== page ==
Michelangelo Brutus is a bust made by the great artist in Rome in 1539-40, visible today in Florence at the Bargello Museum. Like most of the works by Michelangelo, Brutus is a symbolic work: depicting the man who killed Julius Cesar, the first Roman Emperor after centuries of Republican government, Michelangelo wants to represent a symbol of freedom and rebellion against tyrants, comparing the story of Julius Cesar and Brutus with what was just happening in Florence Italy. In Dante’s Inferno, written in the early 1300s, the “divine poet” reserves a place for Brutus among the worst sinners of the human history. The three-headed devil in the center of Earth is eating Judas, traitor of Jesus Christ, and Brutus and Cassius, traitors of Julius Cesar. So, how comes that now Brutus represents freedom?
Roman Emperors, Medici Dukes and Michelangelo Brutus
Michelangelo compares the ancient history of Rome with the recent history of Florence: as Julius Cesar was the first Roman Emperor, Alessandro de Medici was the first Florentine Duke. Both cities had been Republics for centuries before turning into Monarchies. Julius Cesar was assassinated by Brutus: in Renaissance Florence, Duke Alessandro was assassinated by Lorenzino de Medici. Brutus was an adopted son (the favorite) of Julius Cesar: Lorenzino was a cousin (the favorite) of Alessandro.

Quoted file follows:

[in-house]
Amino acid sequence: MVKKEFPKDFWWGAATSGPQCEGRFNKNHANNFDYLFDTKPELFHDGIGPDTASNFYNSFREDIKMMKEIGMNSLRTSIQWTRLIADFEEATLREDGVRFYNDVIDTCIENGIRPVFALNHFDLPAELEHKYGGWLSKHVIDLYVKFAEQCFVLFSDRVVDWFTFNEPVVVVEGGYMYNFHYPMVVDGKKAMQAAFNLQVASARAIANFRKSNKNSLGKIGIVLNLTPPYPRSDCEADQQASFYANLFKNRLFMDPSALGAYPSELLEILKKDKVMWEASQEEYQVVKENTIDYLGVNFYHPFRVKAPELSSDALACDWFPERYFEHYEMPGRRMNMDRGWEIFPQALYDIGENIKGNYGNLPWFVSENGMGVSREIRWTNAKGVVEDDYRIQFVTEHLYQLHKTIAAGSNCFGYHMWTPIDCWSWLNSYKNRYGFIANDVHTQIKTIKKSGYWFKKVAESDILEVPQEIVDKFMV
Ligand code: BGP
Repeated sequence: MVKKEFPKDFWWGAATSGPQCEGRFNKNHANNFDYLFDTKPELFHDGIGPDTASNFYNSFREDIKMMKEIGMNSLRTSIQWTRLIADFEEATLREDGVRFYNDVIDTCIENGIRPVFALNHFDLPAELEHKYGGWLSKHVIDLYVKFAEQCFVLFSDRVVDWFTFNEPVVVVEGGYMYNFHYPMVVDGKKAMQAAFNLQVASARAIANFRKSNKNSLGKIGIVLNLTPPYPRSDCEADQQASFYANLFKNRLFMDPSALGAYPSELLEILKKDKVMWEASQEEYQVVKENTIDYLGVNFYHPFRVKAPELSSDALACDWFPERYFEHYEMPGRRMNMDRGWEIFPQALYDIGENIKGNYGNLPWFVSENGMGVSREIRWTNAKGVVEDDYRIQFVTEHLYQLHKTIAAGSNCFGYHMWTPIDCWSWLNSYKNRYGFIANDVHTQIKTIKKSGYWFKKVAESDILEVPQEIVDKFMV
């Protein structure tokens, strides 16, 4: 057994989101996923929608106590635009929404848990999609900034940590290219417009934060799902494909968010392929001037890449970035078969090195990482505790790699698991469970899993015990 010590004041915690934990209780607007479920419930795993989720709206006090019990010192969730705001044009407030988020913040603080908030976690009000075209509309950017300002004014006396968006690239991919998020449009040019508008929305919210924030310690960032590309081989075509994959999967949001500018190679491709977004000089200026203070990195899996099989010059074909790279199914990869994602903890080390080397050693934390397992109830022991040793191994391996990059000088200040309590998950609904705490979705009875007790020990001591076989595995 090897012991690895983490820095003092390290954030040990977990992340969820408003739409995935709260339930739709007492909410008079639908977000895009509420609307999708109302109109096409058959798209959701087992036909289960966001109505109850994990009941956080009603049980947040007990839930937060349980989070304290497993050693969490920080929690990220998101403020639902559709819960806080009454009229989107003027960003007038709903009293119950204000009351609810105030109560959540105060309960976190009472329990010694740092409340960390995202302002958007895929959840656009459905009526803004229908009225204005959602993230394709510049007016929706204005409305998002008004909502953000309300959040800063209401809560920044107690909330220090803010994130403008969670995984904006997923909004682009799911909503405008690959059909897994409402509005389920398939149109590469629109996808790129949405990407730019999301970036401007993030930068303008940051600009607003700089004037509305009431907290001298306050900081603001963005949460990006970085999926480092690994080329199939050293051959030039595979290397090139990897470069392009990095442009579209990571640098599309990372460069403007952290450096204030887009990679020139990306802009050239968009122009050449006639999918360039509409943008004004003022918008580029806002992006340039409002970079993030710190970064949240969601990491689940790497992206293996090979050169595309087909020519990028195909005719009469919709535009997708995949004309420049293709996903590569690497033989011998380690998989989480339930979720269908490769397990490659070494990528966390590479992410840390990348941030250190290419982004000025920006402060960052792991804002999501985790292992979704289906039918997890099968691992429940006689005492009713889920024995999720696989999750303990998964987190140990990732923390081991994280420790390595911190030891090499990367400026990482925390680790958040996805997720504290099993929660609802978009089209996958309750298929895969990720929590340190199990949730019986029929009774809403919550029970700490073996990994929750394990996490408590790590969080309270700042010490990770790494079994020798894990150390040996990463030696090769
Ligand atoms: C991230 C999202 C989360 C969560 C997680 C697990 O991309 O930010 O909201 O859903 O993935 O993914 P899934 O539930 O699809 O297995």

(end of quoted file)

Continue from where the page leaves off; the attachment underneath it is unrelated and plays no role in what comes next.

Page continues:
The bust was commissioned to Michelangelo by a friend, Donato Giannotti, for the Cardinal Niccolò Ridolfi. Both Giannotti and Ridolfi were part of the republican faction in exile from Florence, opposing the Medici family. Michelangelo, who started his career thanks to the Medici family (in particular thanks to Lorenzo the Magnificent), soon turned into a Republican: he didn’t have any sympathy for the Medici Popes (even though he worked for them) and in the two occasions when the Medici were banished from the city, he actively helped the Republic of Florence to stay free from the Medici tyrants.
Ironically, in 1590 the work became property of the Medici, specifically of Ferdinando I Grand Duke of Tuscany, and was placed in the Medici Villa of Petraia, then in the Uffizi Gallery and finally in the Bargello Museum. In his Lives, Giorgio Vasari (who is dedicating the book to the successor of Alessandro, Cosimo de Medici), conveniently avoids to describe the hidden meaning of this work: “… a head of Brutus in marble with the chest, considerably larger than life, … Of this the head alone was carved, with certain most minute gradines, and he had taken it from a portrait of Brutus cut in a very ancient cornelian that was in the possession of Signor Giuliano Cesarino; which Michelangelo was doing for Cardinal Ridolfi at the entreaty of Messer Donato Giannotti, his very dear friend, and it is a rare work.” Is Michelangelo Brutus a portrait of Lorenzino the Medici? Probably it isn’t, considering that Michelangelo didn’t use to make realistic portraits (like for the tombs in the Medici Chapels).